Chapter 1: Message From The Chair
Climate change poses major challenges for all of us. How these challenges are met will bear heavily on the well-being of current and future generations.
Regrettably, there is presently little political consensus on climate change policy in Australia. This is strangling efforts to implement effective, but sometimes difficult to “sell”, policies. It also puts a premium on independent, balanced and transparent advice from bodies like the Authority which are charged with promoting the long-term interests of the whole community, not short-term political or sectional interests.
The past year has been rather difficult for the Authority, given the oft-repeated declarations of the Government’s policy to abolish the Authority. At this time Parliament is still considering the Authority’s fate but the organisation has already suffered serious damage; four of the Authority’s nine members have resigned and the very talented secretariat assembled in its early days has declined by around two-thirds, to a dozen people in total.
The Authority’s major contribution to the policy debate in 2013–14 was its report Reducing Australia’s Greenhouse Gas Emissions—Targets and Progress Review, required under the Clean Energy Act 2011 (now repealed). The purpose of this review was to recommend emissions reduction goals for Australia and report on progress towards meeting them.
In short, and driven primarily by the science of climate change and what other comparable countries were doing, the Authority concluded that Australia should do more than its current minimum commitment of a 5 per cent reduction in emissions by 2020, compared with 2000 levels. It recommended that Australia should target a minimum reduction of 15 per cent by 2020, and argued that further large reductions would be required in subsequent decades if Australia was to play its part in avoiding dangerous increases in global temperatures.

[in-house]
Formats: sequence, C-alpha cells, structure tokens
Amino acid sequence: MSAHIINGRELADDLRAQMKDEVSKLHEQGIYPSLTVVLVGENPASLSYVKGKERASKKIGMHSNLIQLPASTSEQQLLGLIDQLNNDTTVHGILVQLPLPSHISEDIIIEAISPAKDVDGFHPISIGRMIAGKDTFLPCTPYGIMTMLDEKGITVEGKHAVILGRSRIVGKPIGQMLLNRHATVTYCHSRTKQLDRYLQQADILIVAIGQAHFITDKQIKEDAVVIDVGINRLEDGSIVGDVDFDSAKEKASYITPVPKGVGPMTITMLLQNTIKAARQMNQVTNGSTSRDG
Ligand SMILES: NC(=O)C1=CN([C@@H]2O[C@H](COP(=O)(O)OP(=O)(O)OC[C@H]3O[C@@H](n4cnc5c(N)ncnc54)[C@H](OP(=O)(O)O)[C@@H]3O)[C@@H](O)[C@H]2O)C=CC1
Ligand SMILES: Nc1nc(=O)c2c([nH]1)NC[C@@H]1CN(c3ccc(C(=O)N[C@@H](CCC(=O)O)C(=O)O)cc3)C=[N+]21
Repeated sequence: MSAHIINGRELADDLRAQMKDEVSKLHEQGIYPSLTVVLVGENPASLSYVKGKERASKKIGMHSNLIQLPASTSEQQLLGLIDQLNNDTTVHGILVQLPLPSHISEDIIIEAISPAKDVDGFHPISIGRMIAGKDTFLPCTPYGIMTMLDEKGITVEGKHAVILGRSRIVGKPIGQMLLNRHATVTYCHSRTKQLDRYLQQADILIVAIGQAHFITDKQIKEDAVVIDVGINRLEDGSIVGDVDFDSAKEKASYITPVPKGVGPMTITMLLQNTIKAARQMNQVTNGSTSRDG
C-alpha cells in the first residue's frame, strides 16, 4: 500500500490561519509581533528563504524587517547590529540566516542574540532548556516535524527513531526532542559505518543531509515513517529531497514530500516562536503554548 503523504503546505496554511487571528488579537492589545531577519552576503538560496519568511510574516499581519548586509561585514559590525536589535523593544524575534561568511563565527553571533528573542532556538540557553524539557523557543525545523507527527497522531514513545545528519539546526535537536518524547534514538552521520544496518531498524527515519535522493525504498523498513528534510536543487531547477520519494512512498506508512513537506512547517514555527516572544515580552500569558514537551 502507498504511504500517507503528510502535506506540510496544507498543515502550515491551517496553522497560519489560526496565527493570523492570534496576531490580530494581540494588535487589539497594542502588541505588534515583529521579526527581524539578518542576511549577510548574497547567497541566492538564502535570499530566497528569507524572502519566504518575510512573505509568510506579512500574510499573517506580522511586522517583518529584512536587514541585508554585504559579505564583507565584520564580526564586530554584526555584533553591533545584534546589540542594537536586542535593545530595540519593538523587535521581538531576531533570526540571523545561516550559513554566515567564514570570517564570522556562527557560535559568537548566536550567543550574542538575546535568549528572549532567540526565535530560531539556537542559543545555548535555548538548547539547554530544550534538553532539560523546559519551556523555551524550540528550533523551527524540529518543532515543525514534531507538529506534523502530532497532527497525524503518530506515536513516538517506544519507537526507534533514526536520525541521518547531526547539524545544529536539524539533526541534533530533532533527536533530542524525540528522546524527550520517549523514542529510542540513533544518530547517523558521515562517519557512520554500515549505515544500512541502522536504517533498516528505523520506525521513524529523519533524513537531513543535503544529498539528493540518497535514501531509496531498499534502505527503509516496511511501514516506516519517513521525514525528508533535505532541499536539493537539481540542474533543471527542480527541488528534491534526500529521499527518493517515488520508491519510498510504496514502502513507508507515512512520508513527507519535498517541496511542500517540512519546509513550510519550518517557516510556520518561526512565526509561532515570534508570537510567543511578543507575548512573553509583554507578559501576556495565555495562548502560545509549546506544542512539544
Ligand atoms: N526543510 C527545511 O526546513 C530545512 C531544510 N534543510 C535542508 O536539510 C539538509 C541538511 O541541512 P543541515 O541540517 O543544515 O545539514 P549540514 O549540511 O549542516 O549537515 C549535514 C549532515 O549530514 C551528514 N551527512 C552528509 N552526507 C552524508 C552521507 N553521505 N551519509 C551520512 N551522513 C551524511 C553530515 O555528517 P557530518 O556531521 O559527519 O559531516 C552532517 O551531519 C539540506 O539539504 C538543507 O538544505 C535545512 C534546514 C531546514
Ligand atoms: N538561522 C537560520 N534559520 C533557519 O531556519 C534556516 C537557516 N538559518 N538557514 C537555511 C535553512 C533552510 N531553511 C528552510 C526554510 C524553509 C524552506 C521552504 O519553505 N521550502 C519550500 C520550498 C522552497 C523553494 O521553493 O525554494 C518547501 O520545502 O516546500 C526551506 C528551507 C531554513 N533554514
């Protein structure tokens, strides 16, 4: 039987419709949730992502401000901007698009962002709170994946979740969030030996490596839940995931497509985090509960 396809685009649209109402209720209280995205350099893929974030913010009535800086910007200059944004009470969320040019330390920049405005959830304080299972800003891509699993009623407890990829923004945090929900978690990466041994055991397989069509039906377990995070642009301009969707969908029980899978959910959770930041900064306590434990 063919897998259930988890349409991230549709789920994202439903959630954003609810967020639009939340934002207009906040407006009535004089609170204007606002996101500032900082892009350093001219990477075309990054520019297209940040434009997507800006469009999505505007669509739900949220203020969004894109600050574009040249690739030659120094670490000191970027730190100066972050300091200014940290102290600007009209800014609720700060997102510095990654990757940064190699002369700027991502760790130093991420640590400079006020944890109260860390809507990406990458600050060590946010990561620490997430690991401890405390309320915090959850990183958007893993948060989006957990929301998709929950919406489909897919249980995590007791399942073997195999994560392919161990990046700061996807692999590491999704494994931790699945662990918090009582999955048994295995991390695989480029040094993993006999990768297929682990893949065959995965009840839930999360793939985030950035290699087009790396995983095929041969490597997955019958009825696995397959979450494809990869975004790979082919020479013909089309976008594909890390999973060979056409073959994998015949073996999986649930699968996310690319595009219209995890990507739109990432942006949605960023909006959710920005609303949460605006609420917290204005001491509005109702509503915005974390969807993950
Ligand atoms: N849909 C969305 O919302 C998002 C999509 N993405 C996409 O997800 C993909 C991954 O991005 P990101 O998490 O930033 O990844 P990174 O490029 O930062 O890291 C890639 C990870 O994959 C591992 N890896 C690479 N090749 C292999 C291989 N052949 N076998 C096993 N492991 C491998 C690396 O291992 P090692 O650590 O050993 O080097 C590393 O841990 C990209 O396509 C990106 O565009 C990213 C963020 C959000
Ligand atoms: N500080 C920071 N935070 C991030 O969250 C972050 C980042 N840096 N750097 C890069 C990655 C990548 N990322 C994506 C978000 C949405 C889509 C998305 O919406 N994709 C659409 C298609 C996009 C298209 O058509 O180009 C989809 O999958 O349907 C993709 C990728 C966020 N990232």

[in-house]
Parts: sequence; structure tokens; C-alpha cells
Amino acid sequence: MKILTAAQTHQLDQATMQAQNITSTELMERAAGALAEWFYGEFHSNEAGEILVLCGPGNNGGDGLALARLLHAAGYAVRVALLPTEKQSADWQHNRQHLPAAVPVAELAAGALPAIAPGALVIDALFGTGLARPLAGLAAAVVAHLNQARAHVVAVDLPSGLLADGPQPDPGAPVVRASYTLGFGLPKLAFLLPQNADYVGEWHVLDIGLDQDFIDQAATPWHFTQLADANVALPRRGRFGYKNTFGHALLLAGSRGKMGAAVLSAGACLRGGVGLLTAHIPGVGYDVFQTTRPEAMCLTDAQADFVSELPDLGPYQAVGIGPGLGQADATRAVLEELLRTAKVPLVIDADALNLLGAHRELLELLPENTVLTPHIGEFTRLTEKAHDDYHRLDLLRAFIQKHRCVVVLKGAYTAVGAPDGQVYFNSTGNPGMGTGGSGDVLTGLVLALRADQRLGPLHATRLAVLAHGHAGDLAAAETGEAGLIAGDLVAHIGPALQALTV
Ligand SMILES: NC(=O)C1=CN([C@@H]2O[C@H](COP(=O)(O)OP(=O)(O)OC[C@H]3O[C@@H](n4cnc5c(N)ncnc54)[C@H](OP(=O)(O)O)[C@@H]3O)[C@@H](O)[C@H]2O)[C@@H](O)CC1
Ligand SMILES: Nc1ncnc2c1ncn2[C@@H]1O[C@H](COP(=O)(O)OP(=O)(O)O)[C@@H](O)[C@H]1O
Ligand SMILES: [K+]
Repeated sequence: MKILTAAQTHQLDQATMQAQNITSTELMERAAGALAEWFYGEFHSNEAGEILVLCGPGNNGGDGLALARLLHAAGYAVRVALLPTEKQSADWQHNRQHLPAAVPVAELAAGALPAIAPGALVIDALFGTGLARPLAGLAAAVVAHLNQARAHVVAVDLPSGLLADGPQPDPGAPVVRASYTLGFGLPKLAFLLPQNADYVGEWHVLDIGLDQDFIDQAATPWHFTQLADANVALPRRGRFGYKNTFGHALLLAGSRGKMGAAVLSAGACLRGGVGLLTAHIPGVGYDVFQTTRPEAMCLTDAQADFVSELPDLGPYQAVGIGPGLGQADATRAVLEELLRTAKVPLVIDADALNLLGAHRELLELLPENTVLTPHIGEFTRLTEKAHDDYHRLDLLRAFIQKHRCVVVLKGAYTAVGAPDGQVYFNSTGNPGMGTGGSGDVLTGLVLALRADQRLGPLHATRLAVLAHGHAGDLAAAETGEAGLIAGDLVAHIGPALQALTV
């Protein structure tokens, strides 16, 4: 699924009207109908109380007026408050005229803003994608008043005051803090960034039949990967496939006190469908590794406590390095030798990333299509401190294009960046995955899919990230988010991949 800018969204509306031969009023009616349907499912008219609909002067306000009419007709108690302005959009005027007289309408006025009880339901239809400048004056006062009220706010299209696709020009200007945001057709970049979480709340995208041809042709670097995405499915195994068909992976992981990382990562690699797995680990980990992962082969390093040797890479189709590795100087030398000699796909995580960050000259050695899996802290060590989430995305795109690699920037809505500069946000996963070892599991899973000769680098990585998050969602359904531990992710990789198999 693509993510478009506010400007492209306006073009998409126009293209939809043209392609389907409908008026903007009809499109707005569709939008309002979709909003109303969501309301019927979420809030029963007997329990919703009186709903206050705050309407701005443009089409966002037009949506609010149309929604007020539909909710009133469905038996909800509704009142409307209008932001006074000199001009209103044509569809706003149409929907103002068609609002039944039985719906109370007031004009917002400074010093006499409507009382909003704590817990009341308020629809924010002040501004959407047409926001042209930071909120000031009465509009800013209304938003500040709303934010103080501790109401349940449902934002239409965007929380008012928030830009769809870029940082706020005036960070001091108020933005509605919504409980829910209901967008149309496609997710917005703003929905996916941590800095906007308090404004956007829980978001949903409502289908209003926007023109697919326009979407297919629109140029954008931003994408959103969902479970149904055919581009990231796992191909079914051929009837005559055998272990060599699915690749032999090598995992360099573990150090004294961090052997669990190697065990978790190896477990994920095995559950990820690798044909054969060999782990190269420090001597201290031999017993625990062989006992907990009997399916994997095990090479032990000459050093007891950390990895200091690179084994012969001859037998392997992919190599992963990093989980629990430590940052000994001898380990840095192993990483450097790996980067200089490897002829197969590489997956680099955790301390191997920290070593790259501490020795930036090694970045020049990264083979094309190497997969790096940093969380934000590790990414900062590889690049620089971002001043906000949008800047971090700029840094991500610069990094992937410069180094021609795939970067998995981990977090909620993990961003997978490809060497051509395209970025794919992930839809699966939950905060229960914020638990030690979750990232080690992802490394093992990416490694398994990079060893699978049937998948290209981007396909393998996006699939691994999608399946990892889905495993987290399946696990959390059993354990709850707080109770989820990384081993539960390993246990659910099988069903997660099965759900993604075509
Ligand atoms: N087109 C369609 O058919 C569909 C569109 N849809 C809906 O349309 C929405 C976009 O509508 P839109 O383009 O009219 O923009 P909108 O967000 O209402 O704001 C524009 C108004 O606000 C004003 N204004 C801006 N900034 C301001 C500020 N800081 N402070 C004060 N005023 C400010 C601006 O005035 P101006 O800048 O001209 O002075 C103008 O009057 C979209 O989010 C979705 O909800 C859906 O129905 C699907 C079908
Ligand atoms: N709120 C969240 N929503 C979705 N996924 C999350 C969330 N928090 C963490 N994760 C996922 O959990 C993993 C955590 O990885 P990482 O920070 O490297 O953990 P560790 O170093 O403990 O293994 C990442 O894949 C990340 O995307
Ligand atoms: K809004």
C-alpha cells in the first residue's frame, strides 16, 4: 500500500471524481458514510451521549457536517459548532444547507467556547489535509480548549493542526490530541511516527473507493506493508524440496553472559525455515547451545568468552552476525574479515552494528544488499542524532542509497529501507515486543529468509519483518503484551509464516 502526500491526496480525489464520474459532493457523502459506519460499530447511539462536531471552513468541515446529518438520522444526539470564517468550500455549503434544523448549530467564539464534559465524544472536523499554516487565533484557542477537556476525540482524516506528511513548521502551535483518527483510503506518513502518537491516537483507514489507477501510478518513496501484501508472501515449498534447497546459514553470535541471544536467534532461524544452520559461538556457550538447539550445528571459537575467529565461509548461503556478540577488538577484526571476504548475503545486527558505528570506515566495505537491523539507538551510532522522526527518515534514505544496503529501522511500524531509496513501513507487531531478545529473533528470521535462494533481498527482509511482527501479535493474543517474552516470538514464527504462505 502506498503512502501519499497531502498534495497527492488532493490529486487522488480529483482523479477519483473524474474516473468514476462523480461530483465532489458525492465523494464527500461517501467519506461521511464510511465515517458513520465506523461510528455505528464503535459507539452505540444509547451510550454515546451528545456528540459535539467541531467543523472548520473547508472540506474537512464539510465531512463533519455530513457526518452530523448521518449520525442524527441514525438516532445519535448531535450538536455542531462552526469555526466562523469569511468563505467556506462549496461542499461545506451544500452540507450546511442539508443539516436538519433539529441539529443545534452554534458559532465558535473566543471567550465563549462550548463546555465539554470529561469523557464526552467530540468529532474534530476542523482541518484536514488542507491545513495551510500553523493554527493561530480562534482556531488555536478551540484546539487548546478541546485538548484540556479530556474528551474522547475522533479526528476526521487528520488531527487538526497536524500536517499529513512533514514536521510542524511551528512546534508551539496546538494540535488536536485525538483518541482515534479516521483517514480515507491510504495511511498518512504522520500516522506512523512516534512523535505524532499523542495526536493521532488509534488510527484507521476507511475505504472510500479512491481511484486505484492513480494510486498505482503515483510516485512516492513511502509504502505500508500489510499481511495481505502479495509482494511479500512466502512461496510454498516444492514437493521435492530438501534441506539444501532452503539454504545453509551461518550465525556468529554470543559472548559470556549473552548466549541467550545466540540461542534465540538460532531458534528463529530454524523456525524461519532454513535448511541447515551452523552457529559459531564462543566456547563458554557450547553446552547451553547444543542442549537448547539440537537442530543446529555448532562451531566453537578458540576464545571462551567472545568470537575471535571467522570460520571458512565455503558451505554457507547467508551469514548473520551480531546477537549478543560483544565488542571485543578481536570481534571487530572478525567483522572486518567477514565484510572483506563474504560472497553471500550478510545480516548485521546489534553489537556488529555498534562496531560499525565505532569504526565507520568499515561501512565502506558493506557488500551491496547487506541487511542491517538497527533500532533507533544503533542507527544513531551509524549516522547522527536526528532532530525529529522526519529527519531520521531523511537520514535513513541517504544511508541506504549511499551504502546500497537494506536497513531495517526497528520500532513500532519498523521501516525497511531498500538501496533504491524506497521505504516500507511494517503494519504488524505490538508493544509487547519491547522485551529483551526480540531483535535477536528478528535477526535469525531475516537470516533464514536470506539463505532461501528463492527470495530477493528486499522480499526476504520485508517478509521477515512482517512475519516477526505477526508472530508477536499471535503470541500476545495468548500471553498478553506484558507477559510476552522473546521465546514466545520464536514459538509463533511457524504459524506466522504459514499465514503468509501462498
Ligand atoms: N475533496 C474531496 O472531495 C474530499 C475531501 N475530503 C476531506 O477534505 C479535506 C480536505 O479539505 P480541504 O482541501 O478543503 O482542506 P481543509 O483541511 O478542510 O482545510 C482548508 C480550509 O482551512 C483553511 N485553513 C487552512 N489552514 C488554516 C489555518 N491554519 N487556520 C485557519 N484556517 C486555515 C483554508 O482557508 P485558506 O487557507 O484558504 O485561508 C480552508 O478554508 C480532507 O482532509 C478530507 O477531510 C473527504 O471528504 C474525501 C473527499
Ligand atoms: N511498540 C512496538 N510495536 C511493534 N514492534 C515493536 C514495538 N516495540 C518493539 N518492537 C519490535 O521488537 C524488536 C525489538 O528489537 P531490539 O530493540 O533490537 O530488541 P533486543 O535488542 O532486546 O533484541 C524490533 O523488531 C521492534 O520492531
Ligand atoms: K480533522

The Authority pointed out that the achievement of the tougher emissions reduction target recommended for 2020 would require significant purchases of international emission reductions, which were presently available at historically low prices.
The Government’s obligation to formally respond to the recommendations in the Authority’s report lapsed with the repeal of the Clean Energy Act 2011.
The Authority also released four additional papers:
- Coverage, Additionality and Baselines—Lessons from the Carbon Farming Initiative and Other Schemes investigated the experiences of Australian and international baseline and credit schemes, and highlighted key lessons for the development of the government’s Emissions Reduction Fund (ERF).
- Light Vehicle Emissions Standards for Australia built on analysis contained in the Targets and Progress Review, and proposed the near-term introduction of standards for light vehicles that are broadly consistent with those in the United States. These standards are estimated to contribute considerable fuel savings for motorists and provide cost-effective avenues for reducing greenhouse gas emissions.
- International Climate Action—Priorities for the Next Agreement considered the key issues that should be contained in any new international agreement to apply beyond 2020. As a major per capita emitter and a significant player in past climate change negotiations, Australia will be expected to be prominent in the up-coming processes.
- Using International Units to Help Meet Australia’s Emissions Reduction Targets argued that international trade in emissions reductions has a legitimate place in reducing greenhouse gas emissions, and can be seen as an environmentally sound and cost-effective complement to domestic emissions reductions for Australia.
In all its activities, the Authority has consulted widely with the public, meeting with many industry groups, government entities, community bodies and others. All of these groups have provided essential inputs to the Authority’s work and I thank them for their participation and contributions.
I would also like to thank all members of the Board and Secretariat of the Authority (including those who, for understandable reasons, have moved on) for their sustained efforts to provide expert and balanced advice on often complex, but always important, issues. The great pity is that this valuable resource is in danger of being blown asunder, while the challenges continue to mount.